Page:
Judge dismisses 'Natural Born Killers' incitement case

Privacy | Feature | March 13, 2001

    NMU         LOUISIANA         Privacy         Mar 13, 2001    

Judge dismisses 'Natural Born Killers' incitement case

  • After two years of discovery, the court ruled the writer and distributor did not intend to incite violence and were not liable for a killing spree.

A Louisiana trial judge dismissed a wrongful death lawsuit against the makers of the film "Natural Born Killers" on March 12. District Judge Robert H. Morrison of the 21st Judicial District Court in Amite, La., ruled that the plaintiffs had no proof that writer-director Oliver Stone or distributor Warner Bros. intended to incite violence.

The lawsuit began as the result of a shooting of a convenience store clerk. The estate of Patsy Byers, who was killed by Sarah Edmondson and Benjamin Darrus during a robbery, sued her assailants, Edmondson's parents, several insurers, the companies that produced the film and the director. The estate claimed Stone's film inspired her attackers and that he and others should have known that such crimes would result from the distribution of a film that treats "individuals who commit such violence as celebrities and heroes."

Edmondson and Darras are serving 35-year sentences for killing Byers. Darras is also serving a life sentence for another murder from the same crime spree.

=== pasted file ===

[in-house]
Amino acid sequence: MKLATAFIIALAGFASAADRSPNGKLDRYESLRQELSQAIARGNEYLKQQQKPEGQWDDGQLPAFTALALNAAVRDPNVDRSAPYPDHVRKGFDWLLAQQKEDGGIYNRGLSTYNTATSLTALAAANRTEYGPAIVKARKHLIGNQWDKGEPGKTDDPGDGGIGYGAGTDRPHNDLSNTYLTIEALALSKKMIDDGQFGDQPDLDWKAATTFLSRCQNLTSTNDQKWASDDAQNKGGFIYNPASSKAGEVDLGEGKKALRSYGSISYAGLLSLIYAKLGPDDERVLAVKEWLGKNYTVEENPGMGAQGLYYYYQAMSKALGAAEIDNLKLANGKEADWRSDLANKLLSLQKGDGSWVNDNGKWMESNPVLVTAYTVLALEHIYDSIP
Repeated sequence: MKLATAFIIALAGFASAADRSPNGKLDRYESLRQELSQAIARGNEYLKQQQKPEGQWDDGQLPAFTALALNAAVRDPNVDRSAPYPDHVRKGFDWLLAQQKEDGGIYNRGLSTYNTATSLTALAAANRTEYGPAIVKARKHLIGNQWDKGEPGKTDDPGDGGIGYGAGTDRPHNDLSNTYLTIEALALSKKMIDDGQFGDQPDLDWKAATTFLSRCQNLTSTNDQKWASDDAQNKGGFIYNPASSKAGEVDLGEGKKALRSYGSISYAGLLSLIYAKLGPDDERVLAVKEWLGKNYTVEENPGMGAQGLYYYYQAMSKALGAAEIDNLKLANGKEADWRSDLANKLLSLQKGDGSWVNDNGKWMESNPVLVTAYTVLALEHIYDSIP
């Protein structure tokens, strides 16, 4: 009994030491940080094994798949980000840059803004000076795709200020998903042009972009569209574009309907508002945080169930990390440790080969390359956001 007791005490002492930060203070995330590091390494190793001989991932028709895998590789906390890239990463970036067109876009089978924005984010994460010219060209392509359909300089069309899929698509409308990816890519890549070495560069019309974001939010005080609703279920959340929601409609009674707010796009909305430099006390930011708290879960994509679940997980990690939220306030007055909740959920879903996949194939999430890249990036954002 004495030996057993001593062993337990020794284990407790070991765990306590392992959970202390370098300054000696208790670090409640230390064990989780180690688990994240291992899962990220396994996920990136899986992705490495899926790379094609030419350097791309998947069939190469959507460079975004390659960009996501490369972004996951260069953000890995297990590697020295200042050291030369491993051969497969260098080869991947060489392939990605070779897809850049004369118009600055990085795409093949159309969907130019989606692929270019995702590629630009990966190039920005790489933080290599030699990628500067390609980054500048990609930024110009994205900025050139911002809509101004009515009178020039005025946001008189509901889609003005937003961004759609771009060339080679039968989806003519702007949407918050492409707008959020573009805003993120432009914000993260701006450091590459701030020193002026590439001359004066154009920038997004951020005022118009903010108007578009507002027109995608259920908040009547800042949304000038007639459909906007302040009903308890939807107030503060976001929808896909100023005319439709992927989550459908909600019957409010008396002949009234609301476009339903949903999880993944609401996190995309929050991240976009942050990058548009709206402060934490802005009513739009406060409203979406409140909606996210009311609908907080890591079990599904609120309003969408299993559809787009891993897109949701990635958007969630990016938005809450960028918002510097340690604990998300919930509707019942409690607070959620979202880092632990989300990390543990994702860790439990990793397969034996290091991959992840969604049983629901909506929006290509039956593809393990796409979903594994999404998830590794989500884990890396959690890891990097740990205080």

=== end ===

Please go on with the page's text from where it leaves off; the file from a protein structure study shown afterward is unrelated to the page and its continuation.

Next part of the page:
"I think this will . . . set a major example that will discourage looking for some news program or documentary or film every time there is a tragic shooting and try to find someone responsible other than the perpetrator of the violent act," Time Warner attorney Walter Dellinger told the Los Angeles Times.

"This ruling is important not only for filmmakers but for people who make documentaries and news programs, because they could also be attacked for depicting violence that some people will allege was suggested to them," Dellinger said.

Morrison originally dismissed the lawsuit, but a Louisiana appellate court reinstated the case in 1998. Two years of discovery ensued, which included a deposition of Stone.

(Byers v. Edmondson; Media Counsel: Walter Dellinger, Time Warner) -- DB

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